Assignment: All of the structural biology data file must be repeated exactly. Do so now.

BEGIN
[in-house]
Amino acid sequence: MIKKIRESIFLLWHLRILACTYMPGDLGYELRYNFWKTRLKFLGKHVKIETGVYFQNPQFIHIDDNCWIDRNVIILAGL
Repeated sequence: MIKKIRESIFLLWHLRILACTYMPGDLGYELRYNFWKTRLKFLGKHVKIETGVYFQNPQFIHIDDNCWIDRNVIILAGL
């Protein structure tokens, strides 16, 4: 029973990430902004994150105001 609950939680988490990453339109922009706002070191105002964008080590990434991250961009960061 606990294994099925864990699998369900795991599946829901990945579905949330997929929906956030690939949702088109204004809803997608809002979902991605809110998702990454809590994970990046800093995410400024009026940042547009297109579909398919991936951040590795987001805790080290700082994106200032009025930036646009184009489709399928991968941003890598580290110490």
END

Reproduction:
[in-house]
Amino acid sequence: MIKKIRESIFLLWHLRILACTYMPGDLGYELRYNFWKTRLKFLGKHVKIETGVYFQNPQFIHIDDNCWIDRNVIILAGL
Repeated sequence: MIKKIRESIFLLWHLRILACTYMPGDLGYELRYNFWKTRLKFLGKHVKIETGVYFQNPQFIHIDDNCWIDRNVIILAGL
């Protein structure tokens, strides 16, 4: 029973990430902004994150105001 609950939680988490990453339109922009706002070191105002964008080590990434991250961009960061 606990294994099925864990699998369900795991599946829901990945579905949330997929929906956030690939949702088109204004809803997608809002979902991605809110998702990454809590994970990046800093995410400024009026940042547009297109579909398919991936951040590795987001805790080290700082994106200032009025930036646009184009489709399928991968941003890598580290110490």